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Health investigation to address challenges to China's poorest

Date:2016-5-2

A nationwide health investigation of poor people in China is under way, and the results are expected to lead to new policies to aid the country's sickest and poorest citizens.

Statistics show there were 12.56 million households living in poverty directly due to unaffordable medical bills as of 2013, accounting for 42.4 percent of the total poor on record.

Starting in mid-April, the National Health and Family Planning Commission (NHFPC) asked local health staff to collect information on these people, including their names, addresses, illnesses and medical costs.

A report will be written up by the end of July for the commission, which will decide how to help them based on the report.

In rural villages, village doctors have been tasked with going door to door to ask about patients' illnesses and fill in the charts. In Ping'an Village in Yudu County of Jiangxi, village doctor Zhang Yingwu started data collection with a septuagenarian woman named Qiu Chengxiu. The woman suffers chronic kidney disease.

"Her family was able to make ends meet when the government offered loans for her son. But last year, her health got worse and cost the family a big fortune," he said.

Jiangxi is one of the poorer provinces in China. By the end of 2014, Jiangxi had 2.76 million people living below the poverty line, and more than half of the poverty was caused by sickness.

Jiangxi health officials said there have been a few suicides of people unable to afford exorbitant medical expenses. In Shangrao County, illness cost fourth-grader Chen Yunfei her childhood.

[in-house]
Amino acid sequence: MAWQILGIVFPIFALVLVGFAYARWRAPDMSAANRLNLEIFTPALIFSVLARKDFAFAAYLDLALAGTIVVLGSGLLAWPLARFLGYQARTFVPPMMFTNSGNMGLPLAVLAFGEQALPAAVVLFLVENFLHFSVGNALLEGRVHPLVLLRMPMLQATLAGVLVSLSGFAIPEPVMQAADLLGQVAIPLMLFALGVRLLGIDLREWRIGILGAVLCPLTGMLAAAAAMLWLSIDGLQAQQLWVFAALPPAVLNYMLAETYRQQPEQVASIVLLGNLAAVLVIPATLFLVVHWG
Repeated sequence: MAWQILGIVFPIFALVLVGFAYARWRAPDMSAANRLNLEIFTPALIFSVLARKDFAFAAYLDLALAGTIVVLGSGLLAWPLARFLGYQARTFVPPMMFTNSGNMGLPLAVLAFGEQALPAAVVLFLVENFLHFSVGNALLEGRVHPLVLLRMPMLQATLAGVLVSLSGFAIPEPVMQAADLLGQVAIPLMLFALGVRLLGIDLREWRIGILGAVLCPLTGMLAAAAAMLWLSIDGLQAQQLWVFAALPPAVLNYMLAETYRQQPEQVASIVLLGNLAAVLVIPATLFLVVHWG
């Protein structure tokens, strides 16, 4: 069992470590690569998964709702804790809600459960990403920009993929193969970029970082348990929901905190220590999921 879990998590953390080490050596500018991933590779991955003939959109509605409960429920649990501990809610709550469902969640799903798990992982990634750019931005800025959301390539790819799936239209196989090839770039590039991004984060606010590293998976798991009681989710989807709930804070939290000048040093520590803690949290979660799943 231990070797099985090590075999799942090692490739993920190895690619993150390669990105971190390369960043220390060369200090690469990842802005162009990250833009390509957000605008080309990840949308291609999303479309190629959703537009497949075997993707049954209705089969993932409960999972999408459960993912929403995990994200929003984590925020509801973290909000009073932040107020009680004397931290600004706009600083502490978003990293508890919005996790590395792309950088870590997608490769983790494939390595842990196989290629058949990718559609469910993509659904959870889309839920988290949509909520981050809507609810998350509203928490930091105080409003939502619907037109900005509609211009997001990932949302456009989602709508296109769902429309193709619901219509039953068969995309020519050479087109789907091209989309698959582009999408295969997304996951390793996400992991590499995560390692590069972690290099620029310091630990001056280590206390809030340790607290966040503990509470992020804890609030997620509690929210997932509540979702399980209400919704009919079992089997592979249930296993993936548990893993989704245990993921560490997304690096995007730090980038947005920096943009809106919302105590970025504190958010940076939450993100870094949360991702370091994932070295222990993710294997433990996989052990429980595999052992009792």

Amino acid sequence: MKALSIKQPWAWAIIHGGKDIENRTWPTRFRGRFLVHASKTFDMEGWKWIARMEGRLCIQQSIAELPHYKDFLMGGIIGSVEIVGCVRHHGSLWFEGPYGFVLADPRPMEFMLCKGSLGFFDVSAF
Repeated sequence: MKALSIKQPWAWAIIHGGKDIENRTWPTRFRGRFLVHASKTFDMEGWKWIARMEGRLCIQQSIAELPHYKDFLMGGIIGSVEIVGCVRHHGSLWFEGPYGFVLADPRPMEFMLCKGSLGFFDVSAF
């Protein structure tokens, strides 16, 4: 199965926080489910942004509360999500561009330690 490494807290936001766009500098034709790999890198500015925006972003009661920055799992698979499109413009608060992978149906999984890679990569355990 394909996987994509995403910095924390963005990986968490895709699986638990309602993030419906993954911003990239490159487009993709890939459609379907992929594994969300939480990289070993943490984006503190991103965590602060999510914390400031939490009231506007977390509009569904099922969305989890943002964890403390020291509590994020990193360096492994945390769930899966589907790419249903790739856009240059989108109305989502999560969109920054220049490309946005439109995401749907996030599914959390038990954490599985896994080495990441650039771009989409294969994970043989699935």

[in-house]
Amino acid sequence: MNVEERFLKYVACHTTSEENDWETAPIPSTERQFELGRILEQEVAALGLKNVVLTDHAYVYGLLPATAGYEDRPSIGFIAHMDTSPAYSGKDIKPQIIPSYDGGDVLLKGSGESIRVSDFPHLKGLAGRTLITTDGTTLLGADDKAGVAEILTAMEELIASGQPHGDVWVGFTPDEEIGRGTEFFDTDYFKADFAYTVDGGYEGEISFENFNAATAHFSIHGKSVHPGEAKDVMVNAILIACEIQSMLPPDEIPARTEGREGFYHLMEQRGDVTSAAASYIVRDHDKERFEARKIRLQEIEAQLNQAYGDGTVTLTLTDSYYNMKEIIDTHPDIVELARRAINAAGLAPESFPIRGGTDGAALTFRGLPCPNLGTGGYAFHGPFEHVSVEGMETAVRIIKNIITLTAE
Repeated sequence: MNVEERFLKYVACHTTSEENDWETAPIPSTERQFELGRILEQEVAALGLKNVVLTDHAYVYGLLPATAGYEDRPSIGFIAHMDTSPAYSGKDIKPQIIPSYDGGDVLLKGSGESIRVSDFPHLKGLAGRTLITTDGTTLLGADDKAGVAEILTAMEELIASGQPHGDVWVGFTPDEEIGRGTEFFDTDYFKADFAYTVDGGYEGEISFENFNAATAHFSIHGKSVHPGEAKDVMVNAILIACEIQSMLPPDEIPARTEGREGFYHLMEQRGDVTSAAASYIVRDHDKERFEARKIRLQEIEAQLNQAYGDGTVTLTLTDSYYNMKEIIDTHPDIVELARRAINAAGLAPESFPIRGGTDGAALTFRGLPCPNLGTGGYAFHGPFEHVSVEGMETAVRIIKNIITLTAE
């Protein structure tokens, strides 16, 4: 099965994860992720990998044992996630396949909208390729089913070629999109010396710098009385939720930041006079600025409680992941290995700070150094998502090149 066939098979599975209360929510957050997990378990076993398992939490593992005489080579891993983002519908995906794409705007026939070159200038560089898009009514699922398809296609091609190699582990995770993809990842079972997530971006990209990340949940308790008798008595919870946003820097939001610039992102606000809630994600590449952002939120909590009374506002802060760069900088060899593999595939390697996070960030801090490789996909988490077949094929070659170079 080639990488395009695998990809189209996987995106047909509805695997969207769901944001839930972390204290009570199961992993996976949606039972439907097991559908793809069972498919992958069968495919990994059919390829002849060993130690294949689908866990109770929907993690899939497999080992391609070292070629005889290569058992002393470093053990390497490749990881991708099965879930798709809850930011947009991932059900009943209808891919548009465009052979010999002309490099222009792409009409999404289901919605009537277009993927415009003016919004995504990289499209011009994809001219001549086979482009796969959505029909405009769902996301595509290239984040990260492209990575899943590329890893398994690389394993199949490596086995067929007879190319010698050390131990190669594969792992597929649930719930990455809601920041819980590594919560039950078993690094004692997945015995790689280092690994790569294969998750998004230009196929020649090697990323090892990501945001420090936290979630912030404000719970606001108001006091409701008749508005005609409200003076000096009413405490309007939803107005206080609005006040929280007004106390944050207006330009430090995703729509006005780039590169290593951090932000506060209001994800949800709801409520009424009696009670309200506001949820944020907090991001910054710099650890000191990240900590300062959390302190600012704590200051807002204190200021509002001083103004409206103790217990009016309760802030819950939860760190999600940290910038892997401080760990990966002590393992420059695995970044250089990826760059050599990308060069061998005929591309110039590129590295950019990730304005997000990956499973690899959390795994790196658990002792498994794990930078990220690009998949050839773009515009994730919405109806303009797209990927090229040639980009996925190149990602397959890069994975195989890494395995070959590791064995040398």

She lost her father to bone cancer eight years ago, and later her mother left. Her grandfather, her caretaker, committed suicide after being diagnosed with stomach cancer in 2014. He was unwilling to drag the family further into debt.

"Sickness is one of the most formidable obstacles standing in the face of the poorest population in China," said Hu Meiying, a doctor at the Children's Hospital of Jiangxi and a deputy to the National Congress.

"Better health care is the only way to keep people out of poverty," she added.

Medical cooperative programs and insurance can cover as much as 70 percent of medical costs for rural farmers, but for some diseases, the reimbursement rate is less than 30 percent, Hu said.

The Chinese government offers special medical plans for people living in extreme poverty. However, the program has not been expanded to cover all of the population on record as living in poverty. By the end of 2014, only a third of Jiangxi's impoverished people were covered by the plans.

"It all depends on the pocket of the local government. In some poor counties, the maximum the government can pay is only 12,000 yuan for one person, which is far from enough," said Li Jianlin, director of Medical Affairs in the First Affiliated Hospital of Nanchang University.

China's health budget for 2016 is 1.24 trillion yuan, and aiding the poor is a key priority. "The public is calling for increased government spending and effective enforcement of policies. They are the only hopes for the most depleted people," said Li.

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